Portions of the rail network in Western Europe could be out of service for months or years after massive flooding that left hundreds dead in parts of western Germany and Belgium. Rail service has been suspended after flooding saw rivers flow 3 meters higher than previous records in some cases and destroyed homes and businesses.
The flooding was caused by a slow, low-pressure weather system that moved into the area from July 15, releasing two months of rain in two days. More than 10 inches of rain fell continuously in some places in the hilly areas of the Ardennes, Eifel and Ruhr area; in many cases this was then funneled down the steep river valleys, unleashing massive destructive power in towns and villages on the way to the water.
In Belgium, most of the railway lines south of Brussels suffered disruptions, many of which in the hilly Ardennes region were badly damaged. The high-speed rail line from Brussels to Cologne in Germany was briefly closed, but as it traverses hills and valleys, it was not seriously damaged. Services restarted this weekend. The older rail lines that run along river valleys, often a few meters above the river, fare much worse. Several roads are so damaged that reconstruction should last until the end of August; less damaged roads reopened on July 19.
Worse situation in Germany
In neighboring Germany, where the scale of destruction and loss of life was greater, some railway lines, again built along river valleys, were completely washed away. In total, the German national railway Deutsche Bahn has reported 600 kilometers (over 370 miles) of track and 80 stations are impassable.
The worst-affected road along the Ahr River valley from Remagen to Ahrbrück saw around 12.5 miles of its 18-mile length destroyed by flood waters, with all seven bridges destroyed where the line crossed from one side of the river to the other. The town of Schuld, which has been seen on television screens around the world, is a few miles upriver from Ahrbrück in the same river valley (the railway line in this area closed in 1973); more than 110 people have been killed by the floods in this region alone. The German government has pledged emergency funding for areas damaged by flooding, but has already said it will likely take years to rebuild the most damaged areas and their road and rail infrastructure.
While the damage to the Ahr Valley has been widely reported, other towns in the wider Eifel region have suffered serious damage, and the rail network and equipment stationed in flood-prone areas are now out of service. use, probably for months. Further north, floodwaters hit towns around Aachen and Cologne, destroying buildings and disrupting some rail lines. Much of the floodwaters ended up in the Rhine; this led to flooding in towns along the river.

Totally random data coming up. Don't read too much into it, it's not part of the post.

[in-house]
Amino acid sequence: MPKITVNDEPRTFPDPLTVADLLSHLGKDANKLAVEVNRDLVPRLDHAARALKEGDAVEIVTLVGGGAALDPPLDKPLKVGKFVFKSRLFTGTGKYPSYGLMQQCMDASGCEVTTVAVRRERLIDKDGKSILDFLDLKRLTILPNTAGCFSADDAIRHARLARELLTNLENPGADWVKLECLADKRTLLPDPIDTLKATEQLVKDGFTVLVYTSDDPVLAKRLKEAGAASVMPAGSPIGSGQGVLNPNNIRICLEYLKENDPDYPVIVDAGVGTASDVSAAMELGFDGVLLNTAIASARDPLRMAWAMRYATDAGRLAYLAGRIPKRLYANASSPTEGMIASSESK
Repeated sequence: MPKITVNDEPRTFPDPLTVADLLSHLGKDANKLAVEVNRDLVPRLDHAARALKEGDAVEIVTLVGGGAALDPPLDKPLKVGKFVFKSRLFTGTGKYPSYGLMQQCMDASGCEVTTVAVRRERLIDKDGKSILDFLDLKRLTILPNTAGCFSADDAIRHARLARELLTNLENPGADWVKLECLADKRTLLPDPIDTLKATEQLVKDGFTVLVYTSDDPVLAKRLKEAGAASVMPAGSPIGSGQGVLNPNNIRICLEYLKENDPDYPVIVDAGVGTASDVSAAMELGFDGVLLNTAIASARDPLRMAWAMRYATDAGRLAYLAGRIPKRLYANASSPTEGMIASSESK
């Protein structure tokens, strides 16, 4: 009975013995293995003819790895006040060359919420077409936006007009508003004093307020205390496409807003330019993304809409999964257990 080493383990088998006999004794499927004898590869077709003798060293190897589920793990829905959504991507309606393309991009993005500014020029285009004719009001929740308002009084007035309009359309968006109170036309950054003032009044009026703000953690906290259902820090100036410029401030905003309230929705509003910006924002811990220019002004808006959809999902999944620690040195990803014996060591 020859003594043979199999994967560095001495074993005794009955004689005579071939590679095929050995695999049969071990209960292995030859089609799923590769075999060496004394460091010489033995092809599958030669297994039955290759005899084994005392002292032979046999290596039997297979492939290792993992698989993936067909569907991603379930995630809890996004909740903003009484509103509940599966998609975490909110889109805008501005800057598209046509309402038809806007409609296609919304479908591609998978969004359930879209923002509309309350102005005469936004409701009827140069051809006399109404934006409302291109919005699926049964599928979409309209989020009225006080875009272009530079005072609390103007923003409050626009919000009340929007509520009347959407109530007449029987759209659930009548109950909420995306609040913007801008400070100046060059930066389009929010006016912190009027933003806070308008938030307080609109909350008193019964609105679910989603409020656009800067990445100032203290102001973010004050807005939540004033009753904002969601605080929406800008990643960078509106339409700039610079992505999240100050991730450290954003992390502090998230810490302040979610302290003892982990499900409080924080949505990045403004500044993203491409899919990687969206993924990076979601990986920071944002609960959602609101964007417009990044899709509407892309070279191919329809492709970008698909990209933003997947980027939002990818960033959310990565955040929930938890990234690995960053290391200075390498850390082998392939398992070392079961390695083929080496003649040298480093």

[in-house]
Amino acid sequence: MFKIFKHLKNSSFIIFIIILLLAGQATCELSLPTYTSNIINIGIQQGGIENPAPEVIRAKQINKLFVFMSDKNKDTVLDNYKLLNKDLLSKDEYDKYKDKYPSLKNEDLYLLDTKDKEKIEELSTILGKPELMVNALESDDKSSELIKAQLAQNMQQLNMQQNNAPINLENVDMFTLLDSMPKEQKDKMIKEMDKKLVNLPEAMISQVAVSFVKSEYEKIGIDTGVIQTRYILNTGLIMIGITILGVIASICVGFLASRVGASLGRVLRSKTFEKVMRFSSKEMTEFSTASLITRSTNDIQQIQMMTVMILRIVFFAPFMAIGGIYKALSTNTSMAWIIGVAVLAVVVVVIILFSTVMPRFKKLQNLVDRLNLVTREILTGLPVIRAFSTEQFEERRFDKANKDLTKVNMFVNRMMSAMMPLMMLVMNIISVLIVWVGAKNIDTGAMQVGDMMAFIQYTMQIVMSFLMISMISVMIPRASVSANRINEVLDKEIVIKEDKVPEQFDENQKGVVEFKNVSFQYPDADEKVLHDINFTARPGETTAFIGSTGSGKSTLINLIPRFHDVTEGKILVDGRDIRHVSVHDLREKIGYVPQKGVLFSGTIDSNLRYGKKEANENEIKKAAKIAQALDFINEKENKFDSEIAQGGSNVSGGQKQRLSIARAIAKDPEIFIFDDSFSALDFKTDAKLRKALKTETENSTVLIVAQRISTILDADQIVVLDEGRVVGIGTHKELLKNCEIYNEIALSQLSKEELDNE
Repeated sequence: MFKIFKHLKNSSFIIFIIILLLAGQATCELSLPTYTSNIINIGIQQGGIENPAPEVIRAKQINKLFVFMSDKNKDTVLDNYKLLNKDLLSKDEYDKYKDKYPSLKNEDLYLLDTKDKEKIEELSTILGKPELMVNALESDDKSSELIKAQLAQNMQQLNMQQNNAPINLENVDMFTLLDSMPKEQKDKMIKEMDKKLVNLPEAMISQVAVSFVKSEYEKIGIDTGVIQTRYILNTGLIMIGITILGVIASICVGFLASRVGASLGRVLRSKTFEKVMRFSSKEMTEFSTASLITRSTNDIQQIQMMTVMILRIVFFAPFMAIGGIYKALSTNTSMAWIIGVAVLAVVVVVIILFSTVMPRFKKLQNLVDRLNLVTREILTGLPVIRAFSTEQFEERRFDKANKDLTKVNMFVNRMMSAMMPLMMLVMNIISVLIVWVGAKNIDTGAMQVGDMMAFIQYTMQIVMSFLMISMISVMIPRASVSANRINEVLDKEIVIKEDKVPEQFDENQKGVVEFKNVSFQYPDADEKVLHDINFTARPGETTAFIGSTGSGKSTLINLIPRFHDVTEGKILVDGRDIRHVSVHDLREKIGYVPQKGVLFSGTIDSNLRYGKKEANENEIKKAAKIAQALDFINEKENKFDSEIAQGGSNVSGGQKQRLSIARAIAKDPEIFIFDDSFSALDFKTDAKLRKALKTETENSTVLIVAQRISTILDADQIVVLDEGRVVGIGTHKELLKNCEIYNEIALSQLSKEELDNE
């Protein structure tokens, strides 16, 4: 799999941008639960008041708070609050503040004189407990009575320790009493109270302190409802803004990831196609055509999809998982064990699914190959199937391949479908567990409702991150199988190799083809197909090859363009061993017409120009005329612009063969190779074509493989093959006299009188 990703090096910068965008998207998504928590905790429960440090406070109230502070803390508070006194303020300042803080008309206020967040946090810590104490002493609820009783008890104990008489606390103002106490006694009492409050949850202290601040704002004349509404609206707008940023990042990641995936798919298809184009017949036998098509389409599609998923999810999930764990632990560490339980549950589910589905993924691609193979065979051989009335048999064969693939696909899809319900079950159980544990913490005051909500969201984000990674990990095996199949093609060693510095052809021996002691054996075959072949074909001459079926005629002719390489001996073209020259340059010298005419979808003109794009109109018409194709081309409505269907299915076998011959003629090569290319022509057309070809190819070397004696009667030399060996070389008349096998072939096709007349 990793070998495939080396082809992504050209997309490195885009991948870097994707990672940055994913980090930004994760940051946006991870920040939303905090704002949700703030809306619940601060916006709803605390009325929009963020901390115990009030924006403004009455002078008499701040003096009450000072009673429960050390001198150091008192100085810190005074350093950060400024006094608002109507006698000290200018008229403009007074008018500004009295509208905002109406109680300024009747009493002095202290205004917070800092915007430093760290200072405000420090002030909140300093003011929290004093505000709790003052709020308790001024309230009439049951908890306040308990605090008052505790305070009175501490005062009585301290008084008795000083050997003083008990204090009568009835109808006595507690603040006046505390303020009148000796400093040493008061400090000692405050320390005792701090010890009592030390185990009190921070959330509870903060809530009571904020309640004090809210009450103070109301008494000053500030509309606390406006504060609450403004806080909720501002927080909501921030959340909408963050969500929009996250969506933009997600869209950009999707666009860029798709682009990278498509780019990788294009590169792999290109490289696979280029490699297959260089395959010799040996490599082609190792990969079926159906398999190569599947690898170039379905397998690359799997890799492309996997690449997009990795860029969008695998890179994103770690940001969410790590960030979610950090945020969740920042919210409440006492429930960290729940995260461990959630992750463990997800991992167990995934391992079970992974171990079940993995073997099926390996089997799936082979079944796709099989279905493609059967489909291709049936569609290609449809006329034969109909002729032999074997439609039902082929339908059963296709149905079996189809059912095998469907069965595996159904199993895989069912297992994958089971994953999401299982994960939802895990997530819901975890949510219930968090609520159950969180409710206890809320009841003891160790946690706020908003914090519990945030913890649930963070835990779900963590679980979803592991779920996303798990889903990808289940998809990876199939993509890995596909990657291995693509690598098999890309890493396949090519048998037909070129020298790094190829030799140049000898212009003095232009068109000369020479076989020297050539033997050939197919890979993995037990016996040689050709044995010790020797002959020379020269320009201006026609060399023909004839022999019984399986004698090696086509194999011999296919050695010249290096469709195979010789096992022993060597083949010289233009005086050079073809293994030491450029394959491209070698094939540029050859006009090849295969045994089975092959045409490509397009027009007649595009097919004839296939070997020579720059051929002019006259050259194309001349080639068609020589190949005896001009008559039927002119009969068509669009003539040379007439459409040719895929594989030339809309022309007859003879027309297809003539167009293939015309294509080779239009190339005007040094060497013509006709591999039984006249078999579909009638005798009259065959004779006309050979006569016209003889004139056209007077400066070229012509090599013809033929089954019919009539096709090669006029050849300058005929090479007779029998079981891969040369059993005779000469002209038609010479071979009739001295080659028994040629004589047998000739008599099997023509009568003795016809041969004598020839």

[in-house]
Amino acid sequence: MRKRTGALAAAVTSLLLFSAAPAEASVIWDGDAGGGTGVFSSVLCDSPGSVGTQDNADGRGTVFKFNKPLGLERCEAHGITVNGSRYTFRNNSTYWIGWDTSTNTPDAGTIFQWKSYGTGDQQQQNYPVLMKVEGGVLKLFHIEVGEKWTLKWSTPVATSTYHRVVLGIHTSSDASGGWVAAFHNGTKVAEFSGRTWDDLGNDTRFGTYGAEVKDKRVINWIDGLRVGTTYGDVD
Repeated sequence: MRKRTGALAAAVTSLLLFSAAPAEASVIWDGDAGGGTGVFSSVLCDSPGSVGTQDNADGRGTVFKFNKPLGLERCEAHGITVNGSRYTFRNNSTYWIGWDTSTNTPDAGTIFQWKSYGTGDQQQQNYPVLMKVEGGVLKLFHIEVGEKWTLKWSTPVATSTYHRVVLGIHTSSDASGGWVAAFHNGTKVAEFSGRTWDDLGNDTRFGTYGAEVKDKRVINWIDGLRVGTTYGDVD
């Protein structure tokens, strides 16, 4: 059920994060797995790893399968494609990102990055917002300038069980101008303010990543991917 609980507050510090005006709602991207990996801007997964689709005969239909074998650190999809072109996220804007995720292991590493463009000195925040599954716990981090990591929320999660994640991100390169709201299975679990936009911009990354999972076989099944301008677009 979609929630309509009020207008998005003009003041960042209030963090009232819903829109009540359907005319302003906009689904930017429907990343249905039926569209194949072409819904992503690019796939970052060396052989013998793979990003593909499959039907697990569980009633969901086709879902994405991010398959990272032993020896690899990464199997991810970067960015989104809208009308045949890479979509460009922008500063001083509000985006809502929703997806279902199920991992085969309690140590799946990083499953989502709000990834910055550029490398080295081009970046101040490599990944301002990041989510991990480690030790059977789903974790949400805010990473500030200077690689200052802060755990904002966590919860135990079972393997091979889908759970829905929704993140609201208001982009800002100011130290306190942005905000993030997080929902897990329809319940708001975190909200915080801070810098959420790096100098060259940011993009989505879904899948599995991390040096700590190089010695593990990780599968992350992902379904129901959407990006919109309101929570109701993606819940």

In the Ruhr area, the main station in the town of Hagen was flooded and closed, as well as the railway lines through the town, as well as those in the neighboring town of Wuppertal. Flood waters cut off electricity and telecommunications services in many areas. In the city of Bonn, the electronic signaling center controlling the main railway lines along the Rhine Valley could not operate due to flood damage.
Countries neighboring Germany have also experienced flooding, with the southern Netherlands affected by large-scale disruptions to rail and road transport. As the weather system moved, floodwaters hit Switzerland and by this weekend the rain had moved east to Bavaria in Germany and neighboring Czech Republic, the line train between Dresden and Prague having been closed on July 18 when the Elbe burst. . The Elbe Valley was the scene of massive flooding in August 2002 which closed the railway line for three months.
European railway companies facing climate change
The intensity of the floods and the amount of water – with the resulting damage and loss of life – have been called exceptional, with the consensus in Germany that this is due to climate and weather changes. While many large German rivers, such as the Rhine or the Danube, are regularly flooded, this has always happened in the spring, when the snowmelt on the heights swells the rivers. Most of the large cities on these rivers are built either to contain flooding or to manage it, with some neighborhoods regularly flooded. What is so different this time is that the flooding was so rapid and further upstream, where rivers normally no more than small streams in summer turned into raging torrents overnight.
Rail companies across Europe are aware of the danger to their networks caused by climate change over the past two decades, with torrential rains becoming more common, crushing tracks or structures such as bridges. In another recent example. a passenger train in Scotland derailed in August 2020, killing people as heavy rains covered the track in debris after the drainage failed [see “Digest: Glenwood Canyon fire …,” Trains News Wire, Aug. 13, 2020].